This one’s from the archives…
There is a common perception of acupuncture: many people simply think it hurts and doesn’t work.
What is acupuncture? It’s the insertion of hair-thin needles into specific points of the body, called acupuncture points. By placing the needles in these points, acupuncturists intend to tap into the body’s energy system, called Qi, and correct its imbalances, which are thought to be the root of health issues or reduced mental or bodily functioning.
When you hear ‘acupuncture,’ the first thing most people think of is needles, but there’s more to it than just placing the needles on the body.
The methodological approach of acupuncture is evident during most appointments. As you answer questions about your medical history and overall health, you’ll begin to appreciate that acupuncture isn’t a one-size-fits-all treatment; rather, it seeks to address the needs of individual patients.
Your acupuncturist might determine that your particular imbalance has resulted in a decreased energy level, a diagnosis that determines the placement of the needles throughout your body. After all the needles are painlessly in place, lights are dimmed, you can close your eyes and listen to a recording of guided meditation, recommended over the option of music. This phase of the treatment typically lasts 20-40 minutes.
What does acupuncture treat? It has many uses and is particularly effective in addressing women’s health issues. Already widely known as a fertility treatment, acupuncture also treats menstrual disorders, morning sickness and menopause. It’s also an option worth exploring for individuals suffering from chronic pain or migraines, problems with tightness and correcting posture, and can even assist those dealing with mental health issues, such as anxiety or depression.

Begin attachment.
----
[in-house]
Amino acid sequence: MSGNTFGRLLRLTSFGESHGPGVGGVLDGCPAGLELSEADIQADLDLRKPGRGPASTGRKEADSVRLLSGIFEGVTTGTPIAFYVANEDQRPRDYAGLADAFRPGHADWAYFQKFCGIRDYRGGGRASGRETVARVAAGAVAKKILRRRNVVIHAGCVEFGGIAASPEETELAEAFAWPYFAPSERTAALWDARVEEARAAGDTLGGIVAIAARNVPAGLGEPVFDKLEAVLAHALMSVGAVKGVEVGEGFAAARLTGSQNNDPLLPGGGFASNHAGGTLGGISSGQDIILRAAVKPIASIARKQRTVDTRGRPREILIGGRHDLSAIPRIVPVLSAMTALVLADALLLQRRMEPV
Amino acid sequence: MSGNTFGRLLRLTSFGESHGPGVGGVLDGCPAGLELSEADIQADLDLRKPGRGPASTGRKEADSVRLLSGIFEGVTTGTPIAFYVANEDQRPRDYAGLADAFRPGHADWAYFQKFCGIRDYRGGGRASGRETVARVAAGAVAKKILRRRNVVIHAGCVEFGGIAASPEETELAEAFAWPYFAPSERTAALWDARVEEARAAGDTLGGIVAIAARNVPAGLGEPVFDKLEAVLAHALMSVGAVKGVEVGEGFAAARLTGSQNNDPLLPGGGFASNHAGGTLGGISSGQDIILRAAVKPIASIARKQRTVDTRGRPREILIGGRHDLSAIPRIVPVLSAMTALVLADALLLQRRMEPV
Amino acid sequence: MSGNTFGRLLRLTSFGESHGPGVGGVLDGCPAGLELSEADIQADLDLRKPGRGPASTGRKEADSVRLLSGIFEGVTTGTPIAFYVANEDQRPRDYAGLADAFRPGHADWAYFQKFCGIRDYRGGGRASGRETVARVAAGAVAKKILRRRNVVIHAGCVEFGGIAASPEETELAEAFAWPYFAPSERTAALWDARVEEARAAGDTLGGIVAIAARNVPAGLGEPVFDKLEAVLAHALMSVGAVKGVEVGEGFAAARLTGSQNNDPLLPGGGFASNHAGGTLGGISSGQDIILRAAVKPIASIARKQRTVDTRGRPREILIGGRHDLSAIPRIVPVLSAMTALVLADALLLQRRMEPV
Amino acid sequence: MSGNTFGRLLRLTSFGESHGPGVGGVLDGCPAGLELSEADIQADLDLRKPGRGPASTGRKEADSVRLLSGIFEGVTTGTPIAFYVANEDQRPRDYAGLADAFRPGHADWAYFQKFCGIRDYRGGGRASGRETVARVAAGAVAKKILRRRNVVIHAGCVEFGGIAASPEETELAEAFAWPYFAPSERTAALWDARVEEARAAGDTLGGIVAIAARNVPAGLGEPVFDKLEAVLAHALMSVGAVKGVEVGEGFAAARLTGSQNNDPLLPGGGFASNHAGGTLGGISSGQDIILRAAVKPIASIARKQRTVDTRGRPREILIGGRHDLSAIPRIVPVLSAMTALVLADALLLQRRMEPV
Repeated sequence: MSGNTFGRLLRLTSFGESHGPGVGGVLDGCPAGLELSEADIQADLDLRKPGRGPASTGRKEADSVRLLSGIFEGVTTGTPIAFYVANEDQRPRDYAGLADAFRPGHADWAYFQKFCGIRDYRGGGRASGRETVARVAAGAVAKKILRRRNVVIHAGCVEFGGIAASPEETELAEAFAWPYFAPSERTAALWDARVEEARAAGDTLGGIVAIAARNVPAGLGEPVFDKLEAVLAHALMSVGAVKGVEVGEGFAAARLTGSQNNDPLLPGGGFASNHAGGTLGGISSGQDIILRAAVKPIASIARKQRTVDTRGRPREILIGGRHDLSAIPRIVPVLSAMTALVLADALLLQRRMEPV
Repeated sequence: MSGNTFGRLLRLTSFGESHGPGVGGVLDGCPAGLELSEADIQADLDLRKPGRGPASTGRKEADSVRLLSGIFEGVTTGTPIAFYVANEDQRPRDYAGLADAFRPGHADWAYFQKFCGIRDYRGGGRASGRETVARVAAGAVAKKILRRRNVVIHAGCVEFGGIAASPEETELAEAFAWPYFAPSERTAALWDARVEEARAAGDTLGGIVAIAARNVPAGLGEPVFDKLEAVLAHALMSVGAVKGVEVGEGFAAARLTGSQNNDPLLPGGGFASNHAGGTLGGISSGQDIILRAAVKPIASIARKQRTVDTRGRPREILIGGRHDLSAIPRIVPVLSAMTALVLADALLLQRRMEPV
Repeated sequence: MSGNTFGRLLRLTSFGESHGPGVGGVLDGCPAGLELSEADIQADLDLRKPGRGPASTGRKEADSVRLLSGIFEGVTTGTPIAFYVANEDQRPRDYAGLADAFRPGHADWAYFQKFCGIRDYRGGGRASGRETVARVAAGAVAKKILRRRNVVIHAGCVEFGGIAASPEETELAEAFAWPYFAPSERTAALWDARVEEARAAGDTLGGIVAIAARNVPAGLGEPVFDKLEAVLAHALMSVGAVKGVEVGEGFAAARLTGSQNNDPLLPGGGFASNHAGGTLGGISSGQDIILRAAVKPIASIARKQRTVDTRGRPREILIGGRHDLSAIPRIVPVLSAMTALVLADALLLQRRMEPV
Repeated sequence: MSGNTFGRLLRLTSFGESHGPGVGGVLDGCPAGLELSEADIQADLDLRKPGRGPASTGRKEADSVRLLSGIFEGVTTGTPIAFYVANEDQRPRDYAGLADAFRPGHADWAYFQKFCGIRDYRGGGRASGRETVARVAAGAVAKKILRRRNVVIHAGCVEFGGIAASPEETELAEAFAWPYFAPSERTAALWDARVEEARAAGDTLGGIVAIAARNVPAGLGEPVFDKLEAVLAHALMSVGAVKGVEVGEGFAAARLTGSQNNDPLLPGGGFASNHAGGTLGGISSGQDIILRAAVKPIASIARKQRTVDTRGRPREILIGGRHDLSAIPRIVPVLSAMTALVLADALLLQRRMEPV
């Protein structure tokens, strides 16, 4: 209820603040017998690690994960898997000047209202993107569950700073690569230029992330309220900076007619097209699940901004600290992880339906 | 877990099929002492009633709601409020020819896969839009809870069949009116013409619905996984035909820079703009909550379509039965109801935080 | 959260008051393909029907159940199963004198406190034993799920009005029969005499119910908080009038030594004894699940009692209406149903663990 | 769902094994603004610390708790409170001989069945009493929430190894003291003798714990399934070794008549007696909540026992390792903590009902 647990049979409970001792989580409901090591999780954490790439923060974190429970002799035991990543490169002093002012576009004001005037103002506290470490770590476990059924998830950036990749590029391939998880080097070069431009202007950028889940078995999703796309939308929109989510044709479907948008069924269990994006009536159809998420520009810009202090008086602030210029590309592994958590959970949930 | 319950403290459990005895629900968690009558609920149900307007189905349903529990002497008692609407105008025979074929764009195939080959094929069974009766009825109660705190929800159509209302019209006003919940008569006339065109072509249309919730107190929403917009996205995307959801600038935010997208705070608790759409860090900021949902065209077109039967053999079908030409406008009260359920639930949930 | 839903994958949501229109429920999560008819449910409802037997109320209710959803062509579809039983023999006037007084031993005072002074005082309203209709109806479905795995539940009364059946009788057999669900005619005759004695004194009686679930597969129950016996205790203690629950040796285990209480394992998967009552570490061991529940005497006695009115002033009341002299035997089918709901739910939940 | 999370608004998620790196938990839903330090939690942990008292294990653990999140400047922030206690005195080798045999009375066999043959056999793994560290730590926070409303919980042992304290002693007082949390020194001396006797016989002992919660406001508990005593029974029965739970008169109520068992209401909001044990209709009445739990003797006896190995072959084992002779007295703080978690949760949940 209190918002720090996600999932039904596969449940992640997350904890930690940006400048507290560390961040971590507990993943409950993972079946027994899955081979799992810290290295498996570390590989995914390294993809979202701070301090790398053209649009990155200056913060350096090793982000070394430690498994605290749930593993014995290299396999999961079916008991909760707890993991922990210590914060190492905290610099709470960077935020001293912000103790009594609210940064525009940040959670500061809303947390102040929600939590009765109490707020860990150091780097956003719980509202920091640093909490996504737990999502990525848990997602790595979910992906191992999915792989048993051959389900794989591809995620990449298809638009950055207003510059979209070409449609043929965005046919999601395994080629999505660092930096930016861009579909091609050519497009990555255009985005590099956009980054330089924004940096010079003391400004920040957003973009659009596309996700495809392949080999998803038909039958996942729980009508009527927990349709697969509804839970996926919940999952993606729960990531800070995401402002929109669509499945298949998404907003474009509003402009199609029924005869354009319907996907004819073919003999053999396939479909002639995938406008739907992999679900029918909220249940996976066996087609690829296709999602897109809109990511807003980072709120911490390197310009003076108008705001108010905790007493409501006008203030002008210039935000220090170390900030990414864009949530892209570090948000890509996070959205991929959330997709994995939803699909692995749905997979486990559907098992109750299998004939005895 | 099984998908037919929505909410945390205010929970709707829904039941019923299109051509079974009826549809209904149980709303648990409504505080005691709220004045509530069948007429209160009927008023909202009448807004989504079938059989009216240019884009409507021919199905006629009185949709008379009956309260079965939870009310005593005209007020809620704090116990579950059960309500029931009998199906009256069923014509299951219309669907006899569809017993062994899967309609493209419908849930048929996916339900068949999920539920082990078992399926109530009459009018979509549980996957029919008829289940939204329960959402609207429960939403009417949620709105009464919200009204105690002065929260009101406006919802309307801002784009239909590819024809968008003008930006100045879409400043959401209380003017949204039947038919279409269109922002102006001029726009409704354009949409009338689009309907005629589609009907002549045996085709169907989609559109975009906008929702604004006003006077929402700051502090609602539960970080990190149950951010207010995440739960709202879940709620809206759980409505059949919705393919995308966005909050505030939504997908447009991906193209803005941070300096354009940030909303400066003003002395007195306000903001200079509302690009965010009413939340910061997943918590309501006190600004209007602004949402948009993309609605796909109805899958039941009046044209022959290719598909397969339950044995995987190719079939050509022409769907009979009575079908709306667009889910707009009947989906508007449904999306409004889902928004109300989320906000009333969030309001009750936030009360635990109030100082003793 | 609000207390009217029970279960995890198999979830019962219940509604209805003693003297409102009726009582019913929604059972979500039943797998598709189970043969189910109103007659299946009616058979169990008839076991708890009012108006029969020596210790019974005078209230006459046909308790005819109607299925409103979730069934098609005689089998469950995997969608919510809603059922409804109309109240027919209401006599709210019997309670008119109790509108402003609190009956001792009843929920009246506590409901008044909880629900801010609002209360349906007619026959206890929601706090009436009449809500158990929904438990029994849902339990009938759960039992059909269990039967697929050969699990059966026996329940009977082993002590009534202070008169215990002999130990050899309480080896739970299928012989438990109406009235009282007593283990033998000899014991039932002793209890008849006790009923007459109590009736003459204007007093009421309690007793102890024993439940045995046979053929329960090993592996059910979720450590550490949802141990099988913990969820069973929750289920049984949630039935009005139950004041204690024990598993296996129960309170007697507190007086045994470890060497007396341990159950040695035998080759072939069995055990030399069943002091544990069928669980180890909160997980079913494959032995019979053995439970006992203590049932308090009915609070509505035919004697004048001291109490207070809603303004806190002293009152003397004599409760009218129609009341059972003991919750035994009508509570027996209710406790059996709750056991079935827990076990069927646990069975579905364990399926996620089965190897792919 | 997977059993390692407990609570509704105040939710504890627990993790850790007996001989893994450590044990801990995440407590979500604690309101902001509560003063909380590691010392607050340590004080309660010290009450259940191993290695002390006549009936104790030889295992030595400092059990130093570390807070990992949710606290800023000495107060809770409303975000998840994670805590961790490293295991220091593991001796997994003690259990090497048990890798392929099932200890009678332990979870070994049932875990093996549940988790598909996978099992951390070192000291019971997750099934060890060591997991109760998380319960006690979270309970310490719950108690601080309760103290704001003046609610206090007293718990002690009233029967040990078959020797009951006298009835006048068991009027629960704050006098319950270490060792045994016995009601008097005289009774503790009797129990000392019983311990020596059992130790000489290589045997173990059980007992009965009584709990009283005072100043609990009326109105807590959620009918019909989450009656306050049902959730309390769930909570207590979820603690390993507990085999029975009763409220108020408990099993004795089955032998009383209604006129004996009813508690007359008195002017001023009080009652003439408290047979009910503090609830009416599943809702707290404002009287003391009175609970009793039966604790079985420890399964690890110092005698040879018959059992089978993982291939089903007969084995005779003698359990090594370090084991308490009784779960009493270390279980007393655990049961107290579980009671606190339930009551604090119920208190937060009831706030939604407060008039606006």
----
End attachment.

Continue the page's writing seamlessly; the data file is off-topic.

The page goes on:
Why acupuncture? While it’s important to explore different treatment options, acupuncture does have several intrinsic benefits. It’s low cost, it’s now a more accepted and available treatment and it’s a gentler approach to address symptoms. Its affordability at $140 for an initial consult and treatment, as well as its lack of side effects, makes acupuncture a relatively low-risk endeavor to improve one’s health.
Acupuncture treatments are also more comprehensive than most Western alternatives. Acupuncture seeks to treat the body as a whole, rather than an isolated problem. Chinese medicine isn’t about treatment, it’s about keeping one healthy and happy to keep the body functioning and prevent illness. Acupuncture is, at its core, a preventive practice and can be used simply to promote wellness in healthy people.
Is it effective? According to some experts, 99 percent of patients are happier and healthier after undergoing acupuncture treatments.
Slowly gaining acceptance in the U.S., acupuncture, often classified as ‘alternative healthcare,’ has yet to be universally recognized as a valid form of healthcare. However, more doctors are hearing of very positive results from their patients and agree that acupuncture can offer positive results.
That said, acupuncture and Chinese medicine aren’t meant to replace Western healthcare, but to complement it. They refer to this as walking on two legs in China: Why just hop on one leg when we can walk on two?